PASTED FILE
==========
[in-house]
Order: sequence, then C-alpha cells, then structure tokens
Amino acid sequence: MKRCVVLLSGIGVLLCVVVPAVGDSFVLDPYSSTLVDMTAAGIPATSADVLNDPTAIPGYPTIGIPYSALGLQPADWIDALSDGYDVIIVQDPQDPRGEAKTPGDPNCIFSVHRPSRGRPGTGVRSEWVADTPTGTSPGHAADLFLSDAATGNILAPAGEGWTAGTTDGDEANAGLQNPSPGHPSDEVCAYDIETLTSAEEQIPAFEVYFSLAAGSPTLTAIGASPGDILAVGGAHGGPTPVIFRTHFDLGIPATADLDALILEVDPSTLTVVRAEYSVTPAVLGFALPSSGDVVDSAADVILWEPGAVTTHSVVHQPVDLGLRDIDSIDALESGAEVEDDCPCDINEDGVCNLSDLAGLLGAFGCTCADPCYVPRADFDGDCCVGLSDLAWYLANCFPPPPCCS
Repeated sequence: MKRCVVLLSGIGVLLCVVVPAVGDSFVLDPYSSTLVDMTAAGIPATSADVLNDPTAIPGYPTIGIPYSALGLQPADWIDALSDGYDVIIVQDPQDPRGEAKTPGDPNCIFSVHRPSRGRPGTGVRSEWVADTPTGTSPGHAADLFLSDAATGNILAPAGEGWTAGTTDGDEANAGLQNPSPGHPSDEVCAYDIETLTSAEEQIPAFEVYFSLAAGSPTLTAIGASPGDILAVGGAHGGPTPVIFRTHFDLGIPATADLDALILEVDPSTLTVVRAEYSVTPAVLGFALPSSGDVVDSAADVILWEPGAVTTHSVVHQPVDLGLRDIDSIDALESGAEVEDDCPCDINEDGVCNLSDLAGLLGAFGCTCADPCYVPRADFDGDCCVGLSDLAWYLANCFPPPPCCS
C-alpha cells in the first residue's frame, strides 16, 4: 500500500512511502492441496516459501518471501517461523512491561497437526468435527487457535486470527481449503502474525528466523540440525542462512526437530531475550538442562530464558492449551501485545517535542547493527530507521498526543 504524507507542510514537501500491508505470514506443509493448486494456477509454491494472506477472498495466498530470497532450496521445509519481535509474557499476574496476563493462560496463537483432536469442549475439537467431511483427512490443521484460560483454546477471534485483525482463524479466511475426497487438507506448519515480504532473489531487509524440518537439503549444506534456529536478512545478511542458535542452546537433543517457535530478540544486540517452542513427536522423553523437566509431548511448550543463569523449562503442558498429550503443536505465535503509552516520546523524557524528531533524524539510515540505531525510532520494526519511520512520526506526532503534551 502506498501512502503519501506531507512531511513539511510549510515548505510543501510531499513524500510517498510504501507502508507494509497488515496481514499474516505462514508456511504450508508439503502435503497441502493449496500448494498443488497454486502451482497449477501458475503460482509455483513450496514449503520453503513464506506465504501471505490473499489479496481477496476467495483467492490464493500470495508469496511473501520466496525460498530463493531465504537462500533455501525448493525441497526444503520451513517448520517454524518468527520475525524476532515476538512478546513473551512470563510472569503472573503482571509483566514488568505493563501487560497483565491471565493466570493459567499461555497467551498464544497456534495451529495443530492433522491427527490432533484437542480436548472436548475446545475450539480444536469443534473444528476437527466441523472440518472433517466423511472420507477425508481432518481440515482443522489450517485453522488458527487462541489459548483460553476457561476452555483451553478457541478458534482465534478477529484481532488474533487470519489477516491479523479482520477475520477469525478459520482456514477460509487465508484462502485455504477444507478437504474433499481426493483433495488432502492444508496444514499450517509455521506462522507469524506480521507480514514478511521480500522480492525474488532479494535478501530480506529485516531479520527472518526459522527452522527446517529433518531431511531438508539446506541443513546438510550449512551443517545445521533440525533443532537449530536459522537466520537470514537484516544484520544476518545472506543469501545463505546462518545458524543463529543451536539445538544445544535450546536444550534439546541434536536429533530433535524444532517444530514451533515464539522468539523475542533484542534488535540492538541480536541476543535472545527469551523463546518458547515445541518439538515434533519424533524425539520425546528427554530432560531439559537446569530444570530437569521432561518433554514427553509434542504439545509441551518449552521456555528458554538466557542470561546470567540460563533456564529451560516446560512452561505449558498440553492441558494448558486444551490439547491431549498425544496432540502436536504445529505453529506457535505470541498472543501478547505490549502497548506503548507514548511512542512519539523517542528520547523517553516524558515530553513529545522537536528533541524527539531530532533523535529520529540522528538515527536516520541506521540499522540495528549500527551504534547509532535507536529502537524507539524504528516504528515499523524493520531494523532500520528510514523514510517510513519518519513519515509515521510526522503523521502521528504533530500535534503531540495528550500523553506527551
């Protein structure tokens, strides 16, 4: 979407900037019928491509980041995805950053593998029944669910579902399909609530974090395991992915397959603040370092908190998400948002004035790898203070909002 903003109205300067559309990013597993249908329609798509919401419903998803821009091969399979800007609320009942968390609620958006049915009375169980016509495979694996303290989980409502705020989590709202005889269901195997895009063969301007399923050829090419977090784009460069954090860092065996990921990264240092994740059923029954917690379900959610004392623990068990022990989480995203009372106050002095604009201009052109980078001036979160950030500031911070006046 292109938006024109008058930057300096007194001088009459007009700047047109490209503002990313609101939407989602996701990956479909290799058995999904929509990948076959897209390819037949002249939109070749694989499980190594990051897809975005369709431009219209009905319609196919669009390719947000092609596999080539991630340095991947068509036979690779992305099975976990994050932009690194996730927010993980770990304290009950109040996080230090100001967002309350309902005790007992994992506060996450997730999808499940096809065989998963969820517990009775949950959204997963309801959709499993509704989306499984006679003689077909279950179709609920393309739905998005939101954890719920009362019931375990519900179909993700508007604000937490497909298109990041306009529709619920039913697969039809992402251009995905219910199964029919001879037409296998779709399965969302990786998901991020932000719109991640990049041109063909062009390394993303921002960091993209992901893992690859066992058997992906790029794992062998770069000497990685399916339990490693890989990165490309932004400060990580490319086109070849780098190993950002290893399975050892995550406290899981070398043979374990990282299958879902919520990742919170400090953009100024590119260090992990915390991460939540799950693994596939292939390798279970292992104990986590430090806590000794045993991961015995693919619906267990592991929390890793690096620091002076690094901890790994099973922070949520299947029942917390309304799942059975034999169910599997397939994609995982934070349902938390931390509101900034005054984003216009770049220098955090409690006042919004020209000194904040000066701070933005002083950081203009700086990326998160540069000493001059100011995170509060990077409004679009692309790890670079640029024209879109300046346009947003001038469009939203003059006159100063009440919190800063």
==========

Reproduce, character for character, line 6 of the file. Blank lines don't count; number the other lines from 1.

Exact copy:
């Protein structure tokens, strides 16, 4: 979407900037019928491509980041995805950053593998029944669910579902399909609530974090395991992915397959603040370092908190998400948002004035790898203070909002 903003109205300067559309990013597993249908329609798509919401419903998803821009091969399979800007609320009942968390609620958006049915009375169980016509495979694996303290989980409502705020989590709202005889269901195997895009063969301007399923050829090419977090784009460069954090860092065996990921990264240092994740059923029954917690379900959610004392623990068990022990989480995203009372106050002095604009201009052109980078001036979160950030500031911070006046 292109938006024109008058930057300096007194001088009459007009700047047109490209503002990313609101939407989602996701990956479909290799058995999904929509990948076959897209390819037949002249939109070749694989499980190594990051897809975005369709431009219209009905319609196919669009390719947000092609596999080539991630340095991947068509036979690779992305099975976990994050932009690194996730927010993980770990304290009950109040996080230090100001967002309350309902005790007992994992506060996450997730999808499940096809065989998963969820517990009775949950959204997963309801959709499993509704989306499984006679003689077909279950179709609920393309739905998005939101954890719920009362019931375990519900179909993700508007604000937490497909298109990041306009529709619920039913697969039809992402251009995905219910199964029919001879037409296998779709399965969302990786998901991020932000719109991640990049041109063909062009390394993303921002960091993209992901893992690859066992058997992906790029794992062998770069000497990685399916339990490693890989990165490309932004400060990580490319086109070849780098190993950002290893399975050892995550406290899981070398043979374990990282299958879902919520990742919170400090953009100024590119260090992990915390991460939540799950693994596939292939390798279970292992104990986590430090806590000794045993991961015995693919619906267990592991929390890793690096620091002076690094901890790994099973922070949520299947029942917390309304799942059975034999169910599997397939994609995982934070349902938390931390509101900034005054984003216009770049220098955090409690006042919004020209000194904040000066701070933005002083950081203009700086990326998160540069000493001059100011995170509060990077409004679009692309790890670079640029024209879109300046346009947003001038469009939203003059006159100063009440919190800063």